Different Types of Business Entities

A business is defined simply as a business or corporate entity organized for the purpose of conducting commercial, industrial, or other economic activities. Businesses may be either for-profit or non-profitable entities that engage to meet a social objective or further an ethical purpose. In business, a company’s primary resources are capital and labor. Capital funds raised from loans or assets, while labor is direct human power exerted in the performance of business operations. Both are needed to make the business function properly.

Every business not only employs people, but also produces and consumes raw materials, fuels, and natural products. Corporations are legal bodies established for the benefit of the business owners. They can issue shares of stock for the issuance of dividends and can issue debentures for the payment of debts. The values of these things are determined by the value of the corporation’s assets, liabilities, and ownership structure. A business can be made up of a single entity or many entities working together for a common purpose.

A corporation is a separate legal entity from its shareholders. The same way that a married couple is separate from each other’s personal assets and liabilities, a corporation is separated from its stockholders. A corporation is organized to limit the liability of its directors and officers. However, this feature of a corporation is also one of its distinguishing features, making it a preferable choice for business owners.

For-Profit Corporations The only people who are directly responsible for a business’s activities are the corporation’s owners or shareholders. Because for-profit corporations are legally separate legal entities, their owners and shareholders are individually liable for the business’s debts and profits. These shareholders or owners are generally personally liable for the losses and debts of the business, even if they are not named on the articles of incorporation. This means that for profit corporations are not required to separate themselves from their stockholders.

Limited Liability Company One of the most common types of business entities is a limited liability company. This business entity is different from a corporation because it has no centralized management and control. A limited liability business entity allows business owners to manage their businesses themselves. As a result, this form of business entity allows business owners to retain complete control over their businesses even when they are no longer involved in the business. In other words, a limited liability company provides business owners with much of the control and independence that they would otherwise lose if they were still involved in the business.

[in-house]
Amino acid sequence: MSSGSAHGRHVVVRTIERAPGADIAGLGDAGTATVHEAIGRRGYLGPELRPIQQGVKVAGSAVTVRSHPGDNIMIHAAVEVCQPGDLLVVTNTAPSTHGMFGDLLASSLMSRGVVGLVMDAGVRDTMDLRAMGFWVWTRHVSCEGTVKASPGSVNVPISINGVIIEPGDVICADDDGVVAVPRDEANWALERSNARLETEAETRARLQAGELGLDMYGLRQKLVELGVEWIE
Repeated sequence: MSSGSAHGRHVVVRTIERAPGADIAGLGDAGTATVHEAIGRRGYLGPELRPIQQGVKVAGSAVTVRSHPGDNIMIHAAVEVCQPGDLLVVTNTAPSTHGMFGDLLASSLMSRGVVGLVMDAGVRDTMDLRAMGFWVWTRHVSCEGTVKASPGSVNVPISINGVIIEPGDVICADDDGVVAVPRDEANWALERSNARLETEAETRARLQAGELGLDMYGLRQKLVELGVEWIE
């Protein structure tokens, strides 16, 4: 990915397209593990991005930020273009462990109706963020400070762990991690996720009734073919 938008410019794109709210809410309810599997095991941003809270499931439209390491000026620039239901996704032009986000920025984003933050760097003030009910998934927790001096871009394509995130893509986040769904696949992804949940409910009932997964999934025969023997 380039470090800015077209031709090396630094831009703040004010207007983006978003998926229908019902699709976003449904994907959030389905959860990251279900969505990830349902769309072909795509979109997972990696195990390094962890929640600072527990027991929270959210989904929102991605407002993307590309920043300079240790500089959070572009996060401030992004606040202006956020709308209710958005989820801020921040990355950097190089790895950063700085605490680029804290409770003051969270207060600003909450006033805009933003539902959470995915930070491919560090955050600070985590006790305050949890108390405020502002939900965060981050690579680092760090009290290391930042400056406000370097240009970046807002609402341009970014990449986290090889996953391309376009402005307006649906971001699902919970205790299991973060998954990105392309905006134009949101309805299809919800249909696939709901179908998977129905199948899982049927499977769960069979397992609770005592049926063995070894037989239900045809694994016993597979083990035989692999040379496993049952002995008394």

Sole Proprietorship Many businesses at times choose to operate as a sole proprietorship instead of as a corporation. For some businesses, the decision to operate as a sole proprietorship is made in order to simplify business operations. While operating as a sole proprietorship does have its advantages, there are also many disadvantages. One of the major disadvantages of operating your business as a sole proprietorship is that you will not be able to shield yourself from lawsuits.

Partnerships Another popular type of business structure includes partnership. A partnership occurs when two or more people get involved in a business agreement. Some common partnership arrangements include limited liability partnerships and general partnerships. Partnerships are most commonly found among small, start-up businesses.

Similar to limited liability partnerships and sole proprietorship are general partnerships. In general partnerships, one business partner plays the role of a general partner and another business partner plays the role of a partner. Some common general partnerships include stock partnerships, property partnerships, rent-to-own agreements, and business acquisitions. A shareholder will generally only receive dividends from a partnership business. However, in some cases, the general partnership may have an additional clause which allows partners to share in the business income or losses.

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